Two scientifically superior ways to make iced coffee with next to no effort

iced coffeeFlickr/T.Tseng

To make good iced coffee this summer, don't just pour coffee over ice cubes.

Experts say there are actually two much better ways to make iced coffee: cold brew and flash brew.

And they're both surprisingly simple.

Cold Brew

cold brew coffee

Business Insider/Walter Hickey

Sometimes called the "Toddy Method" after a chemical engineer student at Cornell who popularized the system, the main reason cold brew tastes so good is that it has less acid -- an estimated 67% less -- than traditional brewing methods.

"Deceptively simple, cold water brewing extracts the delicious flavor compounds (and some of the caffeine) from coffee beans, but leaves behind myriad bitter oils and biting fatty acids, including undesirable elements such as ketons, esters, and amids," according to the Toddy website.

Because cold brew extracts different flavors than those found in hot coffee, it also tastes much smoother and richer.

"The more delicate fruity and floral flavors that make great coffees distinct from one another need heat to make it into your cup -- cold water simply can't dissolve them," Sam Lewontin, an award-winning barista and KRUPS brand ambassador, told Business Insider in an email. "What it can dissolve are the things that we think of as tasting like 'coffee': chocolatey, nutty, and toasty flavors."

cold brew coffee

Business Insider/Walter Hickey

The best part about cold brew is it's also easier to make than you'd imagine. All you need is a nut-milk bag, a grinder, a big pitcher (or a blender), and some water.

"As with any cup of coffee, the quality of your ingredients matters," Lewontin told us. "Use filtered water, and buy the right coffee for the brew method. Because cold brew won't express those delicate fruity and floral flavors, coffees which are inherently chocolatey and nutty will give you the best results. Coffees from Mexico, Brazil, and Indonesia are common favorites."

Fill your nut bag with coarse or medium-coarse coffee grounds and place it in the pitcher. Fill the pitcher with water and let it sit in the fridge overnight or for around 12 hours.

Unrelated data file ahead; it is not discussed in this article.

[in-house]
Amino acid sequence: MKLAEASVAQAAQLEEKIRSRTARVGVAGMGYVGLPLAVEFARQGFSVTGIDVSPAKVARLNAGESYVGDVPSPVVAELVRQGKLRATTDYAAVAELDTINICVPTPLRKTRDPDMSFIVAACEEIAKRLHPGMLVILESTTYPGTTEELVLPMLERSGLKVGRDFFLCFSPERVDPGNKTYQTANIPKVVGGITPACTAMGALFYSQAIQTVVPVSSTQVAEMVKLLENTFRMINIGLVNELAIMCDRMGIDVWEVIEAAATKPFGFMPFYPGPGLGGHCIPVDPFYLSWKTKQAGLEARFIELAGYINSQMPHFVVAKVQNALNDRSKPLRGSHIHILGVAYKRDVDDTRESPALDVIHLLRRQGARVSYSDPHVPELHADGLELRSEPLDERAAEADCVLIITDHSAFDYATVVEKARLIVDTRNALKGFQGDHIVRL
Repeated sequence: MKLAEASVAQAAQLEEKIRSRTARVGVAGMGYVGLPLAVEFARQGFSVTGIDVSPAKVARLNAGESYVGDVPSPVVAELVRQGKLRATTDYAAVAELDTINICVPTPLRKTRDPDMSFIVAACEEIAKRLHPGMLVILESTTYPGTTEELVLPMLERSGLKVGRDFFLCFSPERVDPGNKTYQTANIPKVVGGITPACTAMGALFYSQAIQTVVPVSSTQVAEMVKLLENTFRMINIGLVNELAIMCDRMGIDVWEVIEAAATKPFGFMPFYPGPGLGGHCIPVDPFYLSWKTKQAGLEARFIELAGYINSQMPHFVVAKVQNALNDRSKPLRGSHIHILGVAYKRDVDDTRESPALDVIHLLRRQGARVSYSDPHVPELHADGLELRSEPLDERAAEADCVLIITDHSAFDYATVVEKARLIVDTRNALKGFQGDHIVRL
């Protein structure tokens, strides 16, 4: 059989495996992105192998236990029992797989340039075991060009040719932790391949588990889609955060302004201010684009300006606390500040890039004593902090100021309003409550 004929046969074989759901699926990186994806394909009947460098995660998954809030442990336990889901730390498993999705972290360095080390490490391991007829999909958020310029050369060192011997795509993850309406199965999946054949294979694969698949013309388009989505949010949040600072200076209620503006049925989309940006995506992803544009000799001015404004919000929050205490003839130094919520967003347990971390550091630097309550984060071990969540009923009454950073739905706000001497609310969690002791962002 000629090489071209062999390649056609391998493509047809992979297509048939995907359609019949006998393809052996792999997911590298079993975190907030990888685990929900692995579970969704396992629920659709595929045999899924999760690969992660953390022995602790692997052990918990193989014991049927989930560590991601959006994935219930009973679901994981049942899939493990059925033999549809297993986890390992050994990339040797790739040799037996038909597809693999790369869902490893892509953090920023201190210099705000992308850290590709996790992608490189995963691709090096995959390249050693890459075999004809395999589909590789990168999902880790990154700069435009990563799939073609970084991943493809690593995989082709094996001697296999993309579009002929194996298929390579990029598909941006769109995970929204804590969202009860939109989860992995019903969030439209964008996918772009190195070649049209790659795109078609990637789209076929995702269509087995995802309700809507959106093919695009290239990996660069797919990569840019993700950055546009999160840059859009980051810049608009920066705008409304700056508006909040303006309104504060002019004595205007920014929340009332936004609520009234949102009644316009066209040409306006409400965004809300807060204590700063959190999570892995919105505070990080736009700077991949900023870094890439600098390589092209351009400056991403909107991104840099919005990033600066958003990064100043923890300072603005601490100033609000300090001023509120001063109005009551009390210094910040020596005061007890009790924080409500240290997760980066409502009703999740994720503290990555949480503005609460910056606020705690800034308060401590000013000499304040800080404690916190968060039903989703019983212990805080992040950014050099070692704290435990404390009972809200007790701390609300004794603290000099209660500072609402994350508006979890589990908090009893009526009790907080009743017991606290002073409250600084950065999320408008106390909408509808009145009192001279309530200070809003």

cold brew coffee

Business Insider/Walter Hickey

In the morning, remove the nut-milk bag (making sure to squeeze out all the excess water) and you'll have concentrated cold brew that you can mix with water one-to-one for a perfect cup of cold coffee or use to flavor everything from milk shakes to cocktails. Plus it won't go stale like hot coffee, so it will last for much longer.

Flash Brew

iced coffee flash brew gif


Though cold brew is the more well-known and easier method for making good iced coffee, there is another way called flash-brewing.

The traditional Japanese way to make iced coffee, flash-brew or ice-brew cold coffee is the cold coffee choice of coffee aficionados, mainly because it "traps" the nuances of hot coffee but with all the benefits of a cold brew.

"To flash-brew iced coffee, start by brewing a pot of hot coffee with around 60% as much water as you would ordinarily use," Lewontin said. "Brew this over-concentrated hot coffee directly on to an amount of ice equivalent to the remaining 40% your brewing water. As the hot coffee melts the ice, it will both chill and dilute, resulting in iced coffee with a level of nuance and complexity that is only possible when brewing with hot water."

This smart dilution method keeps the flavor strong, as opposed to pouring a regular cup of hot coffee over ice, which will water it down.

Watch the video from Counter Culture Coffee's Peter Giuliano for a great visual break down of how to flash-brew.

How to Make Japanese Iced Coffee from Counter Culture Coffee on Vimeo.

"The hot coffee is cooled down rapidly, locking the aromatics and flavors into the coffee and reducing oxidation," Giuliano says in the video. "If you leave it hot and then put it over the ice, it will have an oxidized, kind of cardboard-y flavor."

There's a lot of science behind why this method tastes so good -- Giuliano has a great breakdown here -- but the gist of it is that it traps the delicate aromatics released by brewing hot coffee while at the same time cooling the coffee immediately so it won't go stale or oxidize, which is what makes coffee taste bad.

Giuliano brewing ice coffee


But, Lewontin warns if you decide to make flash brew, it will be harder than cold brewing.

"Flash-brewed coffee requires a lot more attention to detail than cold brew — water temperature, grind size, and brew time have to be just right, as do the exact amounts of coffee, water, and ice," he said. "But when all of these details come together, the results can be pretty spectacular."

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